Most Iconic Dallas Homes

The Philip Johnson-designed contemporary at 10210 Strait Lane was listed by David Nichols in September of 2014 for $27.5 million. Worth every penny.

I’ll be honest: I cannot stand the word “iconic.” It is overused and hyperbolic. If we call everything that there ever was “iconic,” doesn’t the term become irrelevant?

But I do have to say that when it comes to architecture, Dallas really does have some “iconic” homes. They’re the properties that keep coming up in conversation, whose pedigree is like name-dropping Pritzker Prize winners.

Which is why I was a little stunned that, in the Dallas Observer‘s recent list most “iconic” Dallas homes, there was no mention of the immaculately restored and updated Philip Johnson-designed mansion at 10210 Strait Lane. He is a Pritzker Prize winner, after all.

So what other homes should have made the cut?

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Last Wednesday, we were just starting to feel a bit lighter on the scales after a weekend of eating turkey, or whatever your favorite Thanksgiving indulgence happened to be. Heritage Auctions Luxury Real Estate threw open the doors at 3908 Euclid, the Dallas-based auction house’s next big luxury real estate auction that happens NEXT WEEK! The previews begin this Friday through Monday, from 1 to 5 p.m, at the property.

And where did everyone end up after the presentation? In the DREAM GARAGE!

That’s right, you too can grab the steal deal of the century (and the best garage in Texas) for an exquisitely timeless, modern home on one of Highland Park’s most coveted streets designed by Joe McCall, built by Randy Clowdus, and offered for sale by the folks at Heritage along with Martha and McKamy Tiner from Dave Perry-Miller.

Heritage is the world’s third largest auction house and is a leader in luxury real estate auctions after several recent scores, including the successful sale and closing of 3756 Armstrong Avenue, Highland Park’s famed O’Neil Ford house. It is now the only top tier auction company to offer truly luxury properties through auctions. Utilizing a powerful platform from a client base of more than 900,000 members worldwide, Heritage Auctions specializes in marketing and selling luxury real estate valued at $2 million and above throughout the United States, the Caribbean, and in select international destinations. It is an effective alternative to selling high-end properties in a transparent, competitive bidding environment — all within 60 to 90 days.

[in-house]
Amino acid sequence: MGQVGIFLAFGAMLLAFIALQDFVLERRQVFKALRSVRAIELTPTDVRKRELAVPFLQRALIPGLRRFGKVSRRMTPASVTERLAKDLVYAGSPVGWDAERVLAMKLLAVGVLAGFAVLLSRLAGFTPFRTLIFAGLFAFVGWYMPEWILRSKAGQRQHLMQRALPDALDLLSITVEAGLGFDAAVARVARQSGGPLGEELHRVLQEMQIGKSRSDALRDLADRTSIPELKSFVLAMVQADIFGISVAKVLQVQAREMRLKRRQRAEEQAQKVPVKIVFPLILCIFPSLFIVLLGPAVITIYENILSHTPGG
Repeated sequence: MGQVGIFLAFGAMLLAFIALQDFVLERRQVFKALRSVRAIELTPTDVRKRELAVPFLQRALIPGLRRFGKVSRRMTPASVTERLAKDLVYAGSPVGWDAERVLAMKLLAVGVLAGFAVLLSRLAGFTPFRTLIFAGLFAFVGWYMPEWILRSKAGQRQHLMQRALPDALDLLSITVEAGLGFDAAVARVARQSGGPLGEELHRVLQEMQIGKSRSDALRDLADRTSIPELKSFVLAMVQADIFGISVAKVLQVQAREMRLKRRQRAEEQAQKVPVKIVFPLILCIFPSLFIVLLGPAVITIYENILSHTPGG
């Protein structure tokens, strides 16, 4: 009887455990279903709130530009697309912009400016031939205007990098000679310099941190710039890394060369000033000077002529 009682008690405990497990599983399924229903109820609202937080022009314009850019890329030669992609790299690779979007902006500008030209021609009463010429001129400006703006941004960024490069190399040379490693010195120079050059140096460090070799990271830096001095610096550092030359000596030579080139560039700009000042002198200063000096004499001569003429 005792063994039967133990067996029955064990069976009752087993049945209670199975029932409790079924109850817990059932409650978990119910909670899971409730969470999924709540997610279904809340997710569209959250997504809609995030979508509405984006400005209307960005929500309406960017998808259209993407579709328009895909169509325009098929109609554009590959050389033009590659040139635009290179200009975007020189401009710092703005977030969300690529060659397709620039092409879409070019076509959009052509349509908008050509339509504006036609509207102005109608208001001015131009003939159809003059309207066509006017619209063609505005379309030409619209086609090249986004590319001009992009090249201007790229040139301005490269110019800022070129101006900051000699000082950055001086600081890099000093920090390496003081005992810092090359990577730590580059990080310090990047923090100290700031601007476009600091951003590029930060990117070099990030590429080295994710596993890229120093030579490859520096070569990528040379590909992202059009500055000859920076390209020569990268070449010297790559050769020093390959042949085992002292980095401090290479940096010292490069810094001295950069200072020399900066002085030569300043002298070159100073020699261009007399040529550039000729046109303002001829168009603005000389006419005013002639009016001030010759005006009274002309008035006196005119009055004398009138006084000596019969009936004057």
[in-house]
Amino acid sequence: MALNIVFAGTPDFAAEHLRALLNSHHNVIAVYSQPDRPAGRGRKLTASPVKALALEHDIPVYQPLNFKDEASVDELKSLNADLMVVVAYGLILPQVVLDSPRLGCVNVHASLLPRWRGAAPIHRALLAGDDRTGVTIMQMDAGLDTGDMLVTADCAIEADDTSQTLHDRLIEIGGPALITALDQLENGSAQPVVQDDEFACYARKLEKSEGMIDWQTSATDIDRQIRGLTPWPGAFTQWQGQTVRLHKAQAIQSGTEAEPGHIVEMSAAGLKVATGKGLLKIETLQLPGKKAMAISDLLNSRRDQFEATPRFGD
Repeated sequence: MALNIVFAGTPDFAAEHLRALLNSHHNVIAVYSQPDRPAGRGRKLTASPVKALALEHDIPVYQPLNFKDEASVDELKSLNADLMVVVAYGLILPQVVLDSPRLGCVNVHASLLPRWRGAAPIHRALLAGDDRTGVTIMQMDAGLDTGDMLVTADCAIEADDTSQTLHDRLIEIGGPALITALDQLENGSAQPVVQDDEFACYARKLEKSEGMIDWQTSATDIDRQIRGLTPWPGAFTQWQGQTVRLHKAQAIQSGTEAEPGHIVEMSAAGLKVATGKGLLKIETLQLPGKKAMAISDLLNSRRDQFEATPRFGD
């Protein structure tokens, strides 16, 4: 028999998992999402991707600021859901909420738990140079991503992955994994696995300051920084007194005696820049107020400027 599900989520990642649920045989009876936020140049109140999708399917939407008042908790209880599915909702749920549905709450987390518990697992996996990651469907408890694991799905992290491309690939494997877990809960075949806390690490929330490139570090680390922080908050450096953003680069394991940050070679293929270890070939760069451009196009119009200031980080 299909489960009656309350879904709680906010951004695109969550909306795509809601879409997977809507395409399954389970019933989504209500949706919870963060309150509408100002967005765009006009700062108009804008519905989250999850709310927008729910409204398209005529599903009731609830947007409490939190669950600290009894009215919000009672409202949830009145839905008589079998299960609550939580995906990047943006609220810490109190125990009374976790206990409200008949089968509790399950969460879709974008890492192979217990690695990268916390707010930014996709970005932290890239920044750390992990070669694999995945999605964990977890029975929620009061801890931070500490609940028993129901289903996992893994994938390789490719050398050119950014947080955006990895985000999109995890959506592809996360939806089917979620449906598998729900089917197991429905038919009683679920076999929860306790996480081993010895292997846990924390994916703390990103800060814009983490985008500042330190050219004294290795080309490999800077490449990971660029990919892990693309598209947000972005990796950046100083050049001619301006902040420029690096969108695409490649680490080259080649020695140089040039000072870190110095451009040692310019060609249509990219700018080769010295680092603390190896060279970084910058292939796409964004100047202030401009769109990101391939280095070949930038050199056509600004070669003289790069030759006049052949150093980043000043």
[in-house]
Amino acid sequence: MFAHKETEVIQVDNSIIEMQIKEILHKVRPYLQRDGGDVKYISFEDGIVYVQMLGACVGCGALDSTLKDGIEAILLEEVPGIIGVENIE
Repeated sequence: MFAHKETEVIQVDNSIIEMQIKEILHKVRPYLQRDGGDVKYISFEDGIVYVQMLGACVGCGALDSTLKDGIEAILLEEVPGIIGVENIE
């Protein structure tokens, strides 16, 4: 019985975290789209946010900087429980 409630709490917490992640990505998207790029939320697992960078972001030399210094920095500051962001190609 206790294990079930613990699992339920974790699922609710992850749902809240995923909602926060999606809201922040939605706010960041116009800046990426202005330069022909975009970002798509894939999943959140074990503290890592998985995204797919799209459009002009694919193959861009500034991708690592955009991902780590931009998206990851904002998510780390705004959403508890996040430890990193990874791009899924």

True to it’s core business, Heritage also offers a benefit auction at each property prior to sale. Through donated paintings and furniture, funds were raised last week for Jubilee Park, a thriving residential neighborhood in Fair Park, with affordable new housing options for low income residents.

Heritage brought in Joe McCall, of Oglesby Greene Architects, who oversaw the construction of 3908 Euclid. The home is one of the most unique in Dallas. There is a six-car garage split in two, four bays decked out as a professional garage for car collectors and aficionados.

3908 Euclid is not like any other home that has been to auction in Dallas. Frankly, it has no flaws. The home was timelessly built to the most exacting standards by the owners, architect and builder. Though the brick appears to be NorthPark brick, it simply matches the same color.

The home will have an undisclosed (but easily attainable) reserve, the listing price is $6,400,000. It is listed with veteran Dave Perry-Miller agent Martha Tiner and her daughter, McKamy. Get thee to this auction for the bargain of a century!

Oh and one more thing you will not find in any other house in Dallas: a waterproof mailbox! Jump for more party photos!

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This stunning 1925 Hollywood Heights Tudor at 6932 Santa Monica Drive is so spectacular, it was featured in the 2013 Hollywood Heights Neighborhood home tour. But life wasn’t all glamour for this adorable Tudor angel. It’s very hard to imagine, but once upon a time she stood vacant for two years. A family of raccoons even had to be evicted when the home was purchased by the present owners. Originally a duplex, the owners, both former architects, had a clear vision of the property’s potential. Working together with Perrin Scudder, of Scudder Construction, they created a wonderful single family home with immaculate style and grace, and retained the charm of the era.

Of course, they introduced modern functionality where it was needed. The result is an amazingly modern home with the bones and charm of yesteryear.

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Bowman ext

Wow, this is something we have not really seen. But how interesting! Show the home in two different colors. Is it red, is it beige, who knows? Maybe it’s BOTH!

(Or maybe you just need new glasses?)Bowman beigeThe house at 9951 Bowman Blvd. was listed as being in Preston Hollow. Yes, Preston Hollow indeed — west of Marsh Lane, east of Webb’s Chapel Road. No fooling, that was what it said on Trulia, those smarties!

9951 Bowman Blvd is in the Preston Hollow neighborhood in Dallas, TX. The average list price for Preston Hollow is $1,028,310.

Let’s tell them Andy Beal and George W. Bush are right next door! (more…)

Marc Fornes